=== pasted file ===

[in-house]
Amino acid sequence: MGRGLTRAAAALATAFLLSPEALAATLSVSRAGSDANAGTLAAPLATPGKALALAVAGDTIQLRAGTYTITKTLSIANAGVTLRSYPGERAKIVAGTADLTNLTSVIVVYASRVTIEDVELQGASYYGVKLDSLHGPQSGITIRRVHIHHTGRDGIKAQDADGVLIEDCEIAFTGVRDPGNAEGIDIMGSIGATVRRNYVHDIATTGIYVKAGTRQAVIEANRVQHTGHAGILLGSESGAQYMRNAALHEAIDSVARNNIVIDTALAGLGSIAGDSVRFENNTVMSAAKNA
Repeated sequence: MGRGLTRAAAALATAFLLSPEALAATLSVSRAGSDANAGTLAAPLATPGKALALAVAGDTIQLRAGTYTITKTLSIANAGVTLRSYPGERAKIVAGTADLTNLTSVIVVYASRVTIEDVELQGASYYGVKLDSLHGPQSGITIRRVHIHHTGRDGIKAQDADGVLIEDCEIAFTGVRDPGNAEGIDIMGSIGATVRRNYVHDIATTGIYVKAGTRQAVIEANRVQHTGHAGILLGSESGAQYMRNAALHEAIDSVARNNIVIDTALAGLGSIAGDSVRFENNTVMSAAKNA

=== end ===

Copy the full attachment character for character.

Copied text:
[in-house]
Amino acid sequence: MGRGLTRAAAALATAFLLSPEALAATLSVSRAGSDANAGTLAAPLATPGKALALAVAGDTIQLRAGTYTITKTLSIANAGVTLRSYPGERAKIVAGTADLTNLTSVIVVYASRVTIEDVELQGASYYGVKLDSLHGPQSGITIRRVHIHHTGRDGIKAQDADGVLIEDCEIAFTGVRDPGNAEGIDIMGSIGATVRRNYVHDIATTGIYVKAGTRQAVIEANRVQHTGHAGILLGSESGAQYMRNAALHEAIDSVARNNIVIDTALAGLGSIAGDSVRFENNTVMSAAKNA
Repeated sequence: MGRGLTRAAAALATAFLLSPEALAATLSVSRAGSDANAGTLAAPLATPGKALALAVAGDTIQLRAGTYTITKTLSIANAGVTLRSYPGERAKIVAGTADLTNLTSVIVVYASRVTIEDVELQGASYYGVKLDSLHGPQSGITIRRVHIHHTGRDGIKAQDADGVLIEDCEIAFTGVRDPGNAEGIDIMGSIGATVRRNYVHDIATTGIYVKAGTRQAVIEANRVQHTGHAGILLGSESGAQYMRNAALHEAIDSVARNNIVIDTALAGLGSIAGDSVRFENNTVMSAAKNA